Atherosclerotic disease in one arterial site, raise the probability of having other sites affected by about 50% within the vascular axis. Hence once vascular pathology found in one site i.e. coronary artery disease (CAD), other sites i.e. Cerebral and peripheral circulation must be assessed thoroughly, especially in patients with multiple risk factors. Percutaneous intervention (PCI) is a conservative reasonable solution for high risk and inoperable cases; sometimes it supersedes the choice surgery especially with the new era of drug eluting stents (DES) and combined Anti-Ischemic medications.
Coronary artery bypass graft (CABG) rather than PCI was the favored cost-effective treatment for complex multivessel coronary artery disease (MVCAD) in the long term . While the evidence base for the cost-effectiveness of DES compared with CABG is growing . Despite the benefits of Coronary Artery Bypass Graft surgery, 15% to 25% of patients develop graft closure within one year following the procedure .
Carotid atherosclerotic disease can lead to ischemic stroke or transient ischemic attack (TIA) from embolization, thrombosis, or hemodynamic compromise . Carotid endarterectomy (CEA) was the initial and sole revascularization method for a significant > 70% stenosis [3-12], followed later by introduction of transcatheter Percutaneous angioplasty and stenting [13-20].
For a selected patients with carotid stenosis of 70 to 99 percent, carotid artery stent (CAS) rather than carotid endarterectomy (CEA) is recommended if any of the following conditions are present: A carotid lesion that is not suitable for surgical access, Radiation-induced stenosis, restenosis after CEA, and clinically significant cardiac, pulmonary, or other disease that greatly increases the risk of anesthesia and surgery [13-24].
We hereby present a case of 78-years-old with severe coronary, carotid and peripheral arterial atherosclerosis who showed a successful example of the solution of Hybrid approach of surgical and stenting approach in such cases.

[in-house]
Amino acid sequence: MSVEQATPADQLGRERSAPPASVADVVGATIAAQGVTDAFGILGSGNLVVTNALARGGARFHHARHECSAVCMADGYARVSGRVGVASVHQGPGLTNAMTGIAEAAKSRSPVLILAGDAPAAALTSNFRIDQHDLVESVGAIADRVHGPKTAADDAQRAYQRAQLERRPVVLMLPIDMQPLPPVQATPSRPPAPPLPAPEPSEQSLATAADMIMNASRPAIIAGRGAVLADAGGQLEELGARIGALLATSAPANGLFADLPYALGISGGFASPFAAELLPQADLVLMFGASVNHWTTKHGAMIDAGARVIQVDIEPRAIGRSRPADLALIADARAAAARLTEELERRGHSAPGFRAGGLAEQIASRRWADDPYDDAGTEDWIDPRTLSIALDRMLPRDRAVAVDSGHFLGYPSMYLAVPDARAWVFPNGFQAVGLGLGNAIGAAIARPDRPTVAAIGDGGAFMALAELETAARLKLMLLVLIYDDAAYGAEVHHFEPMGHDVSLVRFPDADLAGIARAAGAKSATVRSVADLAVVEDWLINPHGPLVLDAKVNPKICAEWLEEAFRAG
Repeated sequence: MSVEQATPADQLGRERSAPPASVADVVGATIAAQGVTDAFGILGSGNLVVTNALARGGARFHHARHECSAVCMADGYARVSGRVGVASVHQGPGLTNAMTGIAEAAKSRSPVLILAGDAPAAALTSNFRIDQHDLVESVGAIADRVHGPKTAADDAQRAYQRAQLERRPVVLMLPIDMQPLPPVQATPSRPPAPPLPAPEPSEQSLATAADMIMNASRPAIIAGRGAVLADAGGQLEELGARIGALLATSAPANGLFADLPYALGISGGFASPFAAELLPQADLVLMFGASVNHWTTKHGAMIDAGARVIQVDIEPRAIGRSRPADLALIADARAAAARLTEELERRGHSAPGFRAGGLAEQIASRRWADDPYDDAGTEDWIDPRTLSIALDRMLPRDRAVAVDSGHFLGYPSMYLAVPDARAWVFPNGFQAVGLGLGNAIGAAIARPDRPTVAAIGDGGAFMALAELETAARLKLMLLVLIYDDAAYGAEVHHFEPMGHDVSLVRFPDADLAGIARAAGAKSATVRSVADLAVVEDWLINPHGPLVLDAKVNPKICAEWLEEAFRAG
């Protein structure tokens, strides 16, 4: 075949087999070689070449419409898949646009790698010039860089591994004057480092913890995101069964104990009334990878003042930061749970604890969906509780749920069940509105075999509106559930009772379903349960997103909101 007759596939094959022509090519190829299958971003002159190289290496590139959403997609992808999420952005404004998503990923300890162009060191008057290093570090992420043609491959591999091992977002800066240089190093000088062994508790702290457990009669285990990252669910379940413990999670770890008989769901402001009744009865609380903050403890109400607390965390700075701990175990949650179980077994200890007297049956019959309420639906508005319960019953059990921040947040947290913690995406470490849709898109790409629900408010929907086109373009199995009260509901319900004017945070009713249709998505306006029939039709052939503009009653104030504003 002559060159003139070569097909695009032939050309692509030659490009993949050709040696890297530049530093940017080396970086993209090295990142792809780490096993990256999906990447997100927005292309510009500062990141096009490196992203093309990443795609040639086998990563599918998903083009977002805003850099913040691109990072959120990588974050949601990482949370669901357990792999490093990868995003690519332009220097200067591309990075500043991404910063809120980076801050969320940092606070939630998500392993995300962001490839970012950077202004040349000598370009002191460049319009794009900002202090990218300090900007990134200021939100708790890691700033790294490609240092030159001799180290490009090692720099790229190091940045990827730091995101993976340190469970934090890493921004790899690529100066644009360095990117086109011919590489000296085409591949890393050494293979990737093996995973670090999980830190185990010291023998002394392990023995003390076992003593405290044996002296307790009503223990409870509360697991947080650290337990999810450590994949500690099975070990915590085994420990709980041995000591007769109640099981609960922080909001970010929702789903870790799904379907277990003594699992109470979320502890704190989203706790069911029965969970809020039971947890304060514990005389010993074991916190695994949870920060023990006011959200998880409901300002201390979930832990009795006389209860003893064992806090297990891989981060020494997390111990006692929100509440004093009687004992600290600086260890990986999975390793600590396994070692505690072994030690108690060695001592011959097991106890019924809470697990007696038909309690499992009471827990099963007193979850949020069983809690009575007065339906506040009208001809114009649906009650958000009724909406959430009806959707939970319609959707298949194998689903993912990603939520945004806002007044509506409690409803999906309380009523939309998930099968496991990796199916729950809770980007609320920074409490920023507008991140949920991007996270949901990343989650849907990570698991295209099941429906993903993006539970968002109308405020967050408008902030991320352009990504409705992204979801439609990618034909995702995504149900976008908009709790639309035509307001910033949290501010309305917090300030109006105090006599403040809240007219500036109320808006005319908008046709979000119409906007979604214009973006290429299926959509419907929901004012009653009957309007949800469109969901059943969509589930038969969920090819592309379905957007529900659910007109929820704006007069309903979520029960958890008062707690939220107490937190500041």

Coronary artery disease, Peripheral artery disease, Carotid artery stenosis, Percutaneous intervention, Carotid artery stenting, CABG, Iliac artery stenting
This a case report of patient with severe systemic atherosclerosis with severe coronary artery disease (CAD), peripheral arterial disease (PAD), and bilateral carotid disease. Who underwent hybrid approach with surgical (coronary artery bypass grafting-CABG) and endovascular stenting (Coronary, Aorto-iliac, and Carotid stenting).
78-year-old, male, with a history of Hypertension, Diabetes, Dyslipidemia, Chronic Heavy Smoker, Chronic Obstructive Pulmonary Disease (COPD), Coronary Artery Disease (CAD) status post coronary artery bypass graft (CABG) 10-years ago, three grafts left internal mammary artery (LIMA) to left anterior descending artery (LAD), saphenous vein graft (SVG) to obtuse marginal (OM) and saphenous vein graft (SVG) for the right coronary artery (RCA). He was also recently diagnosed with severe Peripheral Artery Disease (PAD) with bilateral lower limb claudication and was found to have bilateral occlusive iliac disease, significant right carotid 80% and moderate 60% left carotid on non-invasive tests during his current admission for recurrent angina of three months duration. The patient stated that he was not complaint on his medications and he was still smoking.